'The Walking Dead' Turns 10: Inside the Making of the AMC Hit

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It’s only right that a show as scary, gory, and traumatizing as The Walking Dead would have premiered on Halloween night. Sure enough, this October 31st marks the AMC drama’s 10th anniversary, so we’re flashing back to our first bite of the show, the pilot “Days Gone Bye.”

Developed by writer-director Frank Darabont of The Shawshank Redemption fame, The Walking Dead is a faithful adaptation of the Robert Kirkman comic series of the same name. Despite Kirkman’s treasure trove of storytelling and Darabont’s passion for the source material, though, The Walking Dead spent years in development hell before AMC reanimated the project in 2010.

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The origin of the TV show “was me walking into a comic book shop in Burbank and seeing the first trade edition” of the comic series, Darabont told HitFix in 2010. “It had to be about five years ago. Being that I’ve always had ‘the love of zombies gene,’ I of course grabbed it, took it home and read it, and immediately started pursuing the rights to it. I thought it would make a great TV show. I loved what Kirkman was doing, I saw immediately what he was getting at. And I loved the idea of an extended, ongoing, serialized dramatic presentation set in the zombie apocalypse.”

But getting the story to the small screen was no small feat, especially because NBC passed on the project early on. “They were very excited about the idea of doing a zombie show until I handed them a zombie script where zombies were actually doing zombie shit,” Darabont explained to reporters during a 2010 set visit, per Bloody Disgusting. “It’s one of those things where the network says, ‘Oh yeah, we want to stretch the envelope,’ until they realize that they’re actually looking at a stretched envelope, and they go, ‘Woah, no, let’s do CSI some more.’ I’m certainly not trying to rip them down, but they’re a network, and we could never have done this show the way it needed to be done there.”

Frustrated, Darabont wandered away to direct his big-screen adaptation of the Stephen King novella The Mist, but he always had The Walking Dead in the back of his mind. “He told me early on, ‘Don’t worry, man. I’m going to get this thing made. I really care about this. I really love it,’” Kirkman recalled in an interview with Pads & Panels. “And you don’t know a guy. You’re from Kentucky and you’re meeting Hollywood people. I’m kind of like, ‘Yeah, all right, buddy. That’s real nice of you to say, but I know how things work. You’re probably just blowing smoke up my ass.’ But to Frank’s credit, he’s never really steered me wrong. He’s always come through on his promises.”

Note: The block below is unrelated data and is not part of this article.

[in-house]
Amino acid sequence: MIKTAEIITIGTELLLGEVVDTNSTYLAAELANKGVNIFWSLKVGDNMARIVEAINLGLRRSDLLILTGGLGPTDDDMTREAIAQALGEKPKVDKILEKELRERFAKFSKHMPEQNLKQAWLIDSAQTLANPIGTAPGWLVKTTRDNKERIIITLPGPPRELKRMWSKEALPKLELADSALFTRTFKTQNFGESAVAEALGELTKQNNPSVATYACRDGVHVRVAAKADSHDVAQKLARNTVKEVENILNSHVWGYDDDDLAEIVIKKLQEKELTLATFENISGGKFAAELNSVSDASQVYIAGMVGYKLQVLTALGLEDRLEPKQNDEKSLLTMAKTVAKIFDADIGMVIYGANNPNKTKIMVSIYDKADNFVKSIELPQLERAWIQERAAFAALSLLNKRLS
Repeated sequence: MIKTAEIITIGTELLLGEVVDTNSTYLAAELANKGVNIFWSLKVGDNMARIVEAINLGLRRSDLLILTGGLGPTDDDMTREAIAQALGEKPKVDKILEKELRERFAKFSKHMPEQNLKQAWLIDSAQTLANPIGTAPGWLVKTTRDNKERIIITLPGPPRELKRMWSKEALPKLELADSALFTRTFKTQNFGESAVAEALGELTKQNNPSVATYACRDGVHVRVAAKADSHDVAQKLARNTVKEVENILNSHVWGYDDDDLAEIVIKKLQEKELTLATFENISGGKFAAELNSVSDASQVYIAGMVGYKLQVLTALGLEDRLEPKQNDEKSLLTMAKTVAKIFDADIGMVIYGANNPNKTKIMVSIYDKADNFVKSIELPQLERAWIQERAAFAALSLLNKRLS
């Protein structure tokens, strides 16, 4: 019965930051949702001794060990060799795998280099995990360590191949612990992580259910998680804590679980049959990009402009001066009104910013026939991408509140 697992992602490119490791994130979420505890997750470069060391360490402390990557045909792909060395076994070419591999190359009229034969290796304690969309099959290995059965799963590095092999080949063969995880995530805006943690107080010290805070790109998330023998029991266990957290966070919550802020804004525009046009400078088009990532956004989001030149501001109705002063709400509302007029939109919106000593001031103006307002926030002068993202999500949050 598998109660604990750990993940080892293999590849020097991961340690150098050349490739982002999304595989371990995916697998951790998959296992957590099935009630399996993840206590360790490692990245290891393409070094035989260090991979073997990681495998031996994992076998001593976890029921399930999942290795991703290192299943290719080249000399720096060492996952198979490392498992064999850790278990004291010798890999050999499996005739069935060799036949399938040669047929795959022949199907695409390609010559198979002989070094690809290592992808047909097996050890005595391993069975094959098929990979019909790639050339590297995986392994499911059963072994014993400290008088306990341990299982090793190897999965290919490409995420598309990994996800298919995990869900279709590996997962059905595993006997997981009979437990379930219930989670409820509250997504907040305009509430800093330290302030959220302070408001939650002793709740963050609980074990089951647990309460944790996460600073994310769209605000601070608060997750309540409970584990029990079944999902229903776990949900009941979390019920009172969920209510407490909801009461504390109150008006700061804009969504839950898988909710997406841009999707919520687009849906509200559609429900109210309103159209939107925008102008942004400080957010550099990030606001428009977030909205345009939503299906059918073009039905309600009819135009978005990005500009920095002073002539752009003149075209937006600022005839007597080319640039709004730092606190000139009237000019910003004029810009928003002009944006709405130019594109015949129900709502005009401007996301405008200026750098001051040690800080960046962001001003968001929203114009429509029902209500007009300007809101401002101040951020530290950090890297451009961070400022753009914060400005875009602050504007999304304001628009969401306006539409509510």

Frank Darabont, Robert Kirkman

Frank Darabont and Robert Kirkman (Michael Buckner/Getty Images for AMC)

Along the way, veteran Hollywood producer Gale Anne Hurd joined the project. “I’d heard about it,” Hurd told reporters during the set visit, per Dread Central. “When I first read the book, I thought, ‘This would be a great film,’ and boy, was I wrong. It’s a much better TV series. Fast forward, I knew that Frank had initially developed it for NBC, which to me seemed like an odd pairing for this. Then I heard it wasn’t going forward at NBC, so I talked to Frank.”

Finally, the project landed at AMC—a network known for its envelope-pushing—and AMC brass ordered a pilot in January 2010. “The stuff that AMC is going to put on air is crazy,” Kirkman said during the set visit. “They keep showing me things and I’m like, ‘You’re not doing that.’ They rip a horse open and there’s just spaghetti coming out. They actually have things that you see.”

Darabont’s script for the pilot impressed Kirkman with its fidelity to the printed-page version of The Walking Dead. “Reading that pilot was just a revelation,” Kirkman told reporters. “It’s extremely faithful. There are things that are so much like the comic, I can’t really remember the nuance of what’s different and what’s not from the comic.”

Jon Bernthal was one of the first actors cast, landing the role of Shane Walsh at a time when Elementary star Jonny Lee Miller was a reported frontrunner for the lead part of Rick Grimes. “[It was] pilot season, and I read everything that was out there,” Bernthal later told reporters. “I still remember the day that I got this script. I told my agent that I’d be thrilled to be an extra in this, it’s so good.”

In April 2010, The Walking Dead found its leading man in Andrew Lincoln, a British actor perhaps best known at the time for playing a lovelorn romantic in the 2003 Christmas movie Love, Actually. “Andrew Lincoln, wow—what an amazing find this guy is,” Kirkman said at the time, per The Hollywood Reporter. “Writing Rick Grimes month after month in the comic series, I had no idea he was an actual living breathing human being, and yet here he is. I couldn’t be more thrilled with how this show is coming together.”

And come together it did. After a two-month shoot under sweltering Atlanta heat between May and July 2010, the Walking Dead pilot premiered on AMC on Halloween night, with “Days Gone Bye” ranking as the most-watched series premiere in AMC history and the most-watched cable show of the year among 18-to-49-year-old viewers. As then-AMC President Charlies Collier said at the time, “It’s a good day to be dead.”

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